by Mitch Kokai
Senior Political Analyst, John Locke Foundation
Democrats in 2020 focused their electoral efforts on a single point: They were against Donald Trump. That might work in the presidential race, depending on how the final vote counts turn out, but in Senate and House races across the country, voters were not buying it. Activists, insiders, and social media might be anti-Trump all day, every day, but ordinary voters wanted leadership and moderation. By helping the Republicans keep the Senate and expand their minority in the House, they might just get it.
Several factors cause the Democrats’ delusion, but all relate to the same basic thing: living in a bubble. For party leaders, this is always a concern. House Speaker Nancy Pelosi and Sen. Chuck Schumer, like all members of Congress, live their daily lives surrounded by people who are as obsessed with politics as they are — and not just politics, but insider politics, the give-and-take of Washington power structures. …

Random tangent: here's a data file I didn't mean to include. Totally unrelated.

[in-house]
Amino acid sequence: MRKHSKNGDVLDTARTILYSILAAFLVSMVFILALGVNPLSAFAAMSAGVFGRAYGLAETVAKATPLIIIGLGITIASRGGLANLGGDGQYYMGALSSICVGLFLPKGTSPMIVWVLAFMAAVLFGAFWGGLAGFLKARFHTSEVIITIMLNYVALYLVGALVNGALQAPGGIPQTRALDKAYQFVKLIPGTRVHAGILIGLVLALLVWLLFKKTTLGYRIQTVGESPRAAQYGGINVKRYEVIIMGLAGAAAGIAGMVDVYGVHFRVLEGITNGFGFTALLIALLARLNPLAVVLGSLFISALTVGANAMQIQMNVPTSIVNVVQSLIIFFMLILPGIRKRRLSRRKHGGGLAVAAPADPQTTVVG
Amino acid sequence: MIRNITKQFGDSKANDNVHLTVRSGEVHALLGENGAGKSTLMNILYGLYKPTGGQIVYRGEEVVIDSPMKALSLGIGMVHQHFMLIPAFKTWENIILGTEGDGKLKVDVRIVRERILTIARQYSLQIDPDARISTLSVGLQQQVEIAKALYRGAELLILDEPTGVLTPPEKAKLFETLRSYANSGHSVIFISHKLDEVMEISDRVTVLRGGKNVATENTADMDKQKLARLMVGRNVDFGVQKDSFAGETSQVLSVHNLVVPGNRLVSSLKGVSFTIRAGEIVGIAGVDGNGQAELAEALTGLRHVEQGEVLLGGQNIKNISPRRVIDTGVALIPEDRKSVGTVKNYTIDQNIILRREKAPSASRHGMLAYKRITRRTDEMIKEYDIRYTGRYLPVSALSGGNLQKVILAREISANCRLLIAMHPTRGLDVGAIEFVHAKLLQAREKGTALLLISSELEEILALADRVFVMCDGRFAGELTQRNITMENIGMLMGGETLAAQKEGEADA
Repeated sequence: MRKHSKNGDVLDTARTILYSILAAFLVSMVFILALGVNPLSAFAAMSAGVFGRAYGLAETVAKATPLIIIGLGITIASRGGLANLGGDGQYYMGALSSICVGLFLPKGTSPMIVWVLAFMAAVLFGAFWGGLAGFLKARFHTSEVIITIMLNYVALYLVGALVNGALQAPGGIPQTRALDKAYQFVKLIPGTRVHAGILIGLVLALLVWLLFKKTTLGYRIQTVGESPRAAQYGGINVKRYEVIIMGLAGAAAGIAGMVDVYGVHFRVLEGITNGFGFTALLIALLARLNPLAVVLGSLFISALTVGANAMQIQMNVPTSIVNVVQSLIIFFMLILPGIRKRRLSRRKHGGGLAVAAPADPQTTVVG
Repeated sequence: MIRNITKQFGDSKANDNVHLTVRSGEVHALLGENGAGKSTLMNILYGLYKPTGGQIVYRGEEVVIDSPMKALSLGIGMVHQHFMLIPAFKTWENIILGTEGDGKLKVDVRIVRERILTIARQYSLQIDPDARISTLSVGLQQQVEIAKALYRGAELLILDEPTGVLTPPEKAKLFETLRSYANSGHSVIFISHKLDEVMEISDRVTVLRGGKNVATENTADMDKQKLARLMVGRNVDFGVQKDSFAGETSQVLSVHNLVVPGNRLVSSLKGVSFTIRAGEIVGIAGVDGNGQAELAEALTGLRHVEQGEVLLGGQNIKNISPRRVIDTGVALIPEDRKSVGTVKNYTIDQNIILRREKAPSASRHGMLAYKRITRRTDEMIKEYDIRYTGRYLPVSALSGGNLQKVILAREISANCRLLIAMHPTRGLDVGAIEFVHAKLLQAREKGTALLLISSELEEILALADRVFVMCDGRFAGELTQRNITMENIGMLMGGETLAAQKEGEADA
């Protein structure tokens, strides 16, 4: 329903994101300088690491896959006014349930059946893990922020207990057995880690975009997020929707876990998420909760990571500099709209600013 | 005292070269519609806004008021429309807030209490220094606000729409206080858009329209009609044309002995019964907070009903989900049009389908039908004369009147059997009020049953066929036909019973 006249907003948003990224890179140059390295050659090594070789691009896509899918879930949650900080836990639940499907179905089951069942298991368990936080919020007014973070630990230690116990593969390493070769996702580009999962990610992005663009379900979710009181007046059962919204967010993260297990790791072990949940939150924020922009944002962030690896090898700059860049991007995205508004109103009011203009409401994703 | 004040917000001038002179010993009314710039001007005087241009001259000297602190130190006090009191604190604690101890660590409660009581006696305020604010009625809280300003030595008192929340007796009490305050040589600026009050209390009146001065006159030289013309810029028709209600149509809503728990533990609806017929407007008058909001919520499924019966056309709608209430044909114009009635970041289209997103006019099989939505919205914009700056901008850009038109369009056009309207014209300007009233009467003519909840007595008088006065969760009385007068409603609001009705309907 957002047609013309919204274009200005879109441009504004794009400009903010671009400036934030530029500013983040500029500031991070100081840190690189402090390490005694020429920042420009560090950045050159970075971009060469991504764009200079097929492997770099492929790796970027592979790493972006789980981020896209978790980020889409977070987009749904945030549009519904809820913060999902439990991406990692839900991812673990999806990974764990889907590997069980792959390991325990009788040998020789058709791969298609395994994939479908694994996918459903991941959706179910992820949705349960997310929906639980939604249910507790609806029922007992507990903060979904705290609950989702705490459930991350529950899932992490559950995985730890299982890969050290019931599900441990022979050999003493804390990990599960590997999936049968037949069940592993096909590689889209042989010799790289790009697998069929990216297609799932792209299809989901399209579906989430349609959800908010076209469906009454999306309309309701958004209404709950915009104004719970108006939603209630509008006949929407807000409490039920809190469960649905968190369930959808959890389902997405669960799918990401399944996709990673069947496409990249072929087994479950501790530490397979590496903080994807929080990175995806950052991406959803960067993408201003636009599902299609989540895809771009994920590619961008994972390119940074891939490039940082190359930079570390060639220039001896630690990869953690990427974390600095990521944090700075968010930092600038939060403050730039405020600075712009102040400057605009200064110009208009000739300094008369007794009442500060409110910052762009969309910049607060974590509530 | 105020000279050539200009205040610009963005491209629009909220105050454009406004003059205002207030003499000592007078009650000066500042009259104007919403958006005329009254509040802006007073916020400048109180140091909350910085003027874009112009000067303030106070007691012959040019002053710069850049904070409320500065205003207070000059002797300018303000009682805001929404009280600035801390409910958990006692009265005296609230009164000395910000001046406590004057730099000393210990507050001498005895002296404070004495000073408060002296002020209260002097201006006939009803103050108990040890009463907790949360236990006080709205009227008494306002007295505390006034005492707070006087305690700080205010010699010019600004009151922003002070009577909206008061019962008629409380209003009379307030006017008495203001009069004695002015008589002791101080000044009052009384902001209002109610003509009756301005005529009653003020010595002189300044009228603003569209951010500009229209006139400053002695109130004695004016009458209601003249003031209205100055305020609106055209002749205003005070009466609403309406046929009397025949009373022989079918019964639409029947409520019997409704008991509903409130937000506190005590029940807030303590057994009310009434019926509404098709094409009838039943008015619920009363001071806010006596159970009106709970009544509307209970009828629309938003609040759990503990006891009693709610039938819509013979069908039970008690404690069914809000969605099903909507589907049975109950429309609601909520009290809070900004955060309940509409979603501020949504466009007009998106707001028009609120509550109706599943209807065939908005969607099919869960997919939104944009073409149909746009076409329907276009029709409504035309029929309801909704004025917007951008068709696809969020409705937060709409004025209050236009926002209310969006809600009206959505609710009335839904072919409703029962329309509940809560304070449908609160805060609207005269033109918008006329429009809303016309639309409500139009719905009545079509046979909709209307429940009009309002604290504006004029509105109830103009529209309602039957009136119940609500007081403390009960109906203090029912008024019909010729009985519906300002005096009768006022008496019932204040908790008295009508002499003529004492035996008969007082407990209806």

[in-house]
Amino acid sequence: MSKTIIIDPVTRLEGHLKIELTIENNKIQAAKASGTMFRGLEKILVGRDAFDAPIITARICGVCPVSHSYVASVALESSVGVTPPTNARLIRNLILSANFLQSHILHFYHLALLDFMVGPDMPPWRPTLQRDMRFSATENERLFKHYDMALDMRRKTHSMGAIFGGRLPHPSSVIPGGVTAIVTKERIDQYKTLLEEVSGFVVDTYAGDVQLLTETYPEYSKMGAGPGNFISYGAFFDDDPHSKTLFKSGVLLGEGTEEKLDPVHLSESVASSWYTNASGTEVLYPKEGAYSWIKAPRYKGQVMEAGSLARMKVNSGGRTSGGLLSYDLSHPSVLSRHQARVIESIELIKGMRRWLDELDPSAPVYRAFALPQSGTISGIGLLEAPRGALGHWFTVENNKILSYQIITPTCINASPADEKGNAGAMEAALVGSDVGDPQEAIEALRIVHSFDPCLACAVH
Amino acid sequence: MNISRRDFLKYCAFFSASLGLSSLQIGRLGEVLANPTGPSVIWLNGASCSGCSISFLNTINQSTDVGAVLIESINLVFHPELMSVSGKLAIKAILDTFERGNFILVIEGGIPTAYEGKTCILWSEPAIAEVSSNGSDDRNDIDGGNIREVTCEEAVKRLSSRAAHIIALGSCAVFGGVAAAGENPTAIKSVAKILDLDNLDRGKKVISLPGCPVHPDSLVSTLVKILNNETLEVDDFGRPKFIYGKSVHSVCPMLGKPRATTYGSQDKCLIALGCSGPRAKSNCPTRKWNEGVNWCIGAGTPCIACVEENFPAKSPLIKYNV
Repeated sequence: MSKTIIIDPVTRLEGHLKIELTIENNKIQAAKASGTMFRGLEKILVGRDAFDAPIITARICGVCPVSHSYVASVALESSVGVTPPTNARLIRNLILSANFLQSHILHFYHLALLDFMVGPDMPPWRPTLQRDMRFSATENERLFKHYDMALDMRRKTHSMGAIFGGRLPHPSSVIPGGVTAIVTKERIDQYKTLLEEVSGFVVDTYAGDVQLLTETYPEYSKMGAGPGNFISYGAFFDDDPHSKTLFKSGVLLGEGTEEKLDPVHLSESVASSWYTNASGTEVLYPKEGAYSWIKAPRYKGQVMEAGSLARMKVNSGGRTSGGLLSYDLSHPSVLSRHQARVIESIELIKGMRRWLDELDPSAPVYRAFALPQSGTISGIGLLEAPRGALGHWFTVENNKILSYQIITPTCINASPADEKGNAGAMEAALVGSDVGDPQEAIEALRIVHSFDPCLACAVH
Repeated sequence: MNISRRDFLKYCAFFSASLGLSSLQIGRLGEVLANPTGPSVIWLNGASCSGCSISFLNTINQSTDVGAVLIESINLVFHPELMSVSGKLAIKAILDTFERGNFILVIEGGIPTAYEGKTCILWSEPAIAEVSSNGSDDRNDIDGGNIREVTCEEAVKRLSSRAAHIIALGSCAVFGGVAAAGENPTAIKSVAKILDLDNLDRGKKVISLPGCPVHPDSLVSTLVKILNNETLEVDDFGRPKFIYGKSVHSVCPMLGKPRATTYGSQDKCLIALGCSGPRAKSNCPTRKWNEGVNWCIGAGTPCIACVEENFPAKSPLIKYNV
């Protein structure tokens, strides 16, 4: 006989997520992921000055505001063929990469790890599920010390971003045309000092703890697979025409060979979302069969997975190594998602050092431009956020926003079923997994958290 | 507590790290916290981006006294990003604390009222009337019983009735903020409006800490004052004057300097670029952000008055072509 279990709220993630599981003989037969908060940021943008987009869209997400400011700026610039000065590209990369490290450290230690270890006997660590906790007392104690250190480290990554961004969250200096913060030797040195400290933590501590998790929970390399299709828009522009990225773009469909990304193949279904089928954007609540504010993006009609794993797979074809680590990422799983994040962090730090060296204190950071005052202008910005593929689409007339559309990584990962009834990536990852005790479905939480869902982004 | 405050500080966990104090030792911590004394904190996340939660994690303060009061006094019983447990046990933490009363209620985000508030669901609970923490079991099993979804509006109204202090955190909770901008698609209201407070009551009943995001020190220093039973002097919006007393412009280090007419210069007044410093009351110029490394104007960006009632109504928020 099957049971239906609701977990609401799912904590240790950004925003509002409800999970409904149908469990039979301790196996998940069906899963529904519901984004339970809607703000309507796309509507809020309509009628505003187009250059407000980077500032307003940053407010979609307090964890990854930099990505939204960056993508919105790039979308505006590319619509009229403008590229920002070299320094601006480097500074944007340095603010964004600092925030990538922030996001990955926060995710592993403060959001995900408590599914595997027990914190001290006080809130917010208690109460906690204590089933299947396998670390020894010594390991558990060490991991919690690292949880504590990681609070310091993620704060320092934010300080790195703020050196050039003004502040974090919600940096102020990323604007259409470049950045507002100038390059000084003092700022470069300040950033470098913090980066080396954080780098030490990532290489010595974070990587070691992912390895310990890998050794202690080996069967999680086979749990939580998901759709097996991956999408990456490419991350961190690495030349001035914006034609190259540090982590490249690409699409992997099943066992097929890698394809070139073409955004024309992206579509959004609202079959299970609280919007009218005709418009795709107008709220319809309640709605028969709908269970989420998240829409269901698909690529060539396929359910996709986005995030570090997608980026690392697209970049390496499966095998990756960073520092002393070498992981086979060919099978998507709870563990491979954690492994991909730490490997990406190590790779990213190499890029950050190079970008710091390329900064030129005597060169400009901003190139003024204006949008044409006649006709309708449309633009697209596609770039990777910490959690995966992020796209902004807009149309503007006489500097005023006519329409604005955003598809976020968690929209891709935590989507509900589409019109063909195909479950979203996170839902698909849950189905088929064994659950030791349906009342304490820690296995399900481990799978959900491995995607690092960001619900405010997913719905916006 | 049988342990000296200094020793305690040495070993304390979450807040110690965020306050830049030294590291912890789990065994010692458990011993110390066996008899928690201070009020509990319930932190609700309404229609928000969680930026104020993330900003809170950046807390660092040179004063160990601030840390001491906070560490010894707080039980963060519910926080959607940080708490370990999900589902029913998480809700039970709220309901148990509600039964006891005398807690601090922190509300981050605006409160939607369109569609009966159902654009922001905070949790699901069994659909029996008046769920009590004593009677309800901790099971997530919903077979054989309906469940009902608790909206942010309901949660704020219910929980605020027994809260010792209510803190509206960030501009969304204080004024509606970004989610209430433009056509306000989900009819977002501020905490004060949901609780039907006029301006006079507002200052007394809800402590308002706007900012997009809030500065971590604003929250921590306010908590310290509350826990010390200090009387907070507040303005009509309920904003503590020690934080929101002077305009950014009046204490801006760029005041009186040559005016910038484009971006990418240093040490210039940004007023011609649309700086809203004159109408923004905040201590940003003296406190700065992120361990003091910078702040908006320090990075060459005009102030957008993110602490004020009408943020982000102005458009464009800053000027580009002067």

… That vision of unreality is hard for anyone to overcome. The truly talented politicians manage it, though. Having a feel for the average Joe is not something that can be learned from a spreadsheet; it is innate. Bill Clinton is the last Democratic leader who could truly be said to have that gift. It let him push a progressive agenda just far enough, knowing when to stop and when to triangulate, a term he and Dick Morris popularized in 1996.
No one in the Democratic Party’s leadership today knows how to triangulate. Even when they strayed from their platform of Trump being bad, they focused on things that appeal mostly to their wealthy donors or their most radical constituents. …
… Pelosi and Schumer have drifted leftward in the 14 years since then and assumed the rest of the electorate has joined them. The results in 2020 show they are wrong.